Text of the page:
Another reflection on last semester’s comparative politics course . . .
I noticed a loose association between final course grades and students’ Perusall activity, so the cost-benefit of engaging or not engaging with Perusall assignments ought to be transparent to students.* Another plus: because Perusall scores student activity automatically with an AI algorithm, the assignments are basically “set and forget” on my end. This aspect was very convenient when I didn’t have the time or inclination to read all of the students’ annotations on certain assignments.
I’m so pleased with how Perusall functions that I’m going to incorporate it into my fall semester undergraduate courses.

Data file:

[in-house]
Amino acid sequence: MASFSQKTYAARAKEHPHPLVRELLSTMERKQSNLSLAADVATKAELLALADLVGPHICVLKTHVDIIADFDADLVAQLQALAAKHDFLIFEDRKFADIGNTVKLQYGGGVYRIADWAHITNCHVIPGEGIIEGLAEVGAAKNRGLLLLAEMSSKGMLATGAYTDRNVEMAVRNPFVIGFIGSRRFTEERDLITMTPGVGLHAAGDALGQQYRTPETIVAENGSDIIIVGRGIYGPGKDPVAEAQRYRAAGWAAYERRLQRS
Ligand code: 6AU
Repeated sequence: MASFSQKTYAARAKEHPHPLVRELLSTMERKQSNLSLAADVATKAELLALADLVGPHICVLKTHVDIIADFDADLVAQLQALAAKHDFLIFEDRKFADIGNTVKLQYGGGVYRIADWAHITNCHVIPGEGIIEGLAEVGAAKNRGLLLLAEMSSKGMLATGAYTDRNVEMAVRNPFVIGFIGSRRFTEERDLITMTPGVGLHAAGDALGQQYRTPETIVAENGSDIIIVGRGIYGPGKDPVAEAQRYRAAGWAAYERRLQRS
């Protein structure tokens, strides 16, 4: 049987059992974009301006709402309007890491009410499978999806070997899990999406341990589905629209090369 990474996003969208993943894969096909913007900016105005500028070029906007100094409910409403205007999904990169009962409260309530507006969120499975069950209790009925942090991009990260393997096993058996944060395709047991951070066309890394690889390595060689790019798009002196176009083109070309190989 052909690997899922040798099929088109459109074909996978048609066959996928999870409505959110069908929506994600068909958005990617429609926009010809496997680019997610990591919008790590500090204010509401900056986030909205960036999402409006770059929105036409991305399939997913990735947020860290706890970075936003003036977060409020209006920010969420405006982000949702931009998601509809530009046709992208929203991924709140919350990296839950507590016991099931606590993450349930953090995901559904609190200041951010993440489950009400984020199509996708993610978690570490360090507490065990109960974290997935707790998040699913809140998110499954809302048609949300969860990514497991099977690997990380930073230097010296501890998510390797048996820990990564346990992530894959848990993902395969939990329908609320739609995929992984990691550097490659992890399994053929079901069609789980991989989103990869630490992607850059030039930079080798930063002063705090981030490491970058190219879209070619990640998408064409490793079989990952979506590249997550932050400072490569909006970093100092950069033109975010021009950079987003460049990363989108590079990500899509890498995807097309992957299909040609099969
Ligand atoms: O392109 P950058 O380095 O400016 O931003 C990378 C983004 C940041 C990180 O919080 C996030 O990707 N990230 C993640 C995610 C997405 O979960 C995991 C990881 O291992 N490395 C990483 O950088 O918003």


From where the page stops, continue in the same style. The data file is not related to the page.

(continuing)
Time to reflect on the previous semester’s successes and failures:
I might be on to something with the Wicked Problems that I created for my comparative politics course. Previous posts on the subject are here and here. A brief synopsis of the activity: in class, teams of students have to quickly determine and present a possible solution to an unstructured, authentic problem. I put four of these exercises into the course:
Political risk consultants recommend to Volkswagen executives which of two sub-Saharan African states is most suitable for establishing a new automobile manufacturing site and sales network.
Defense Intelligence Agency analysts identify which of three Latin American U.S. allies is most susceptible to a Russian GRU election disinformation campaign.
The United States Institute for Peace delivers a conference speech on constitutional design for leaders of Libya’s major political parties that compares constitutionally-established institutions of government across four states.